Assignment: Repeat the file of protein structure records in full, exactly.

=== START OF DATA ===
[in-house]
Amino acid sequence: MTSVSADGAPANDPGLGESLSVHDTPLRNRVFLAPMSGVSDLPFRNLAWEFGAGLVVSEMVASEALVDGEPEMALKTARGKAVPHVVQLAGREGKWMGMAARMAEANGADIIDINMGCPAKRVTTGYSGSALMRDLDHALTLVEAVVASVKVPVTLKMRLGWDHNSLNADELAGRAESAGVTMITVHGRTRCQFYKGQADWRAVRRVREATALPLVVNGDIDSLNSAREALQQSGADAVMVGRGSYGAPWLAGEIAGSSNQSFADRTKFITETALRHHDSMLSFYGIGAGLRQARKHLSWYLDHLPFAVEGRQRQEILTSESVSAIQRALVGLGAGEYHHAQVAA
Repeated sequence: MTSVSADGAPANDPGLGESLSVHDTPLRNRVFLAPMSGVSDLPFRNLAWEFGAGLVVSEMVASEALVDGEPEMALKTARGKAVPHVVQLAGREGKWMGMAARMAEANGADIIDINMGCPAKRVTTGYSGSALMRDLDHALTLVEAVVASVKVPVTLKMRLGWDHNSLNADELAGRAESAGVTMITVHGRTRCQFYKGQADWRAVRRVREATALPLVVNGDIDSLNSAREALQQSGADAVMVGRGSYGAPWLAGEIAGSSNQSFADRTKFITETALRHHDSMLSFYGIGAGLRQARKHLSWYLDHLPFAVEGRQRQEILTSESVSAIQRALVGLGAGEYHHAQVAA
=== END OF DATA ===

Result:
[in-house]
Amino acid sequence: MTSVSADGAPANDPGLGESLSVHDTPLRNRVFLAPMSGVSDLPFRNLAWEFGAGLVVSEMVASEALVDGEPEMALKTARGKAVPHVVQLAGREGKWMGMAARMAEANGADIIDINMGCPAKRVTTGYSGSALMRDLDHALTLVEAVVASVKVPVTLKMRLGWDHNSLNADELAGRAESAGVTMITVHGRTRCQFYKGQADWRAVRRVREATALPLVVNGDIDSLNSAREALQQSGADAVMVGRGSYGAPWLAGEIAGSSNQSFADRTKFITETALRHHDSMLSFYGIGAGLRQARKHLSWYLDHLPFAVEGRQRQEILTSESVSAIQRALVGLGAGEYHHAQVAA
Repeated sequence: MTSVSADGAPANDPGLGESLSVHDTPLRNRVFLAPMSGVSDLPFRNLAWEFGAGLVVSEMVASEALVDGEPEMALKTARGKAVPHVVQLAGREGKWMGMAARMAEANGADIIDINMGCPAKRVTTGYSGSALMRDLDHALTLVEAVVASVKVPVTLKMRLGWDHNSLNADELAGRAESAGVTMITVHGRTRCQFYKGQADWRAVRRVREATALPLVVNGDIDSLNSAREALQQSGADAVMVGRGSYGAPWLAGEIAGSSNQSFADRTKFITETALRHHDSMLSFYGIGAGLRQARKHLSWYLDHLPFAVEGRQRQEILTSESVSAIQRALVGLGAGEYHHAQVAA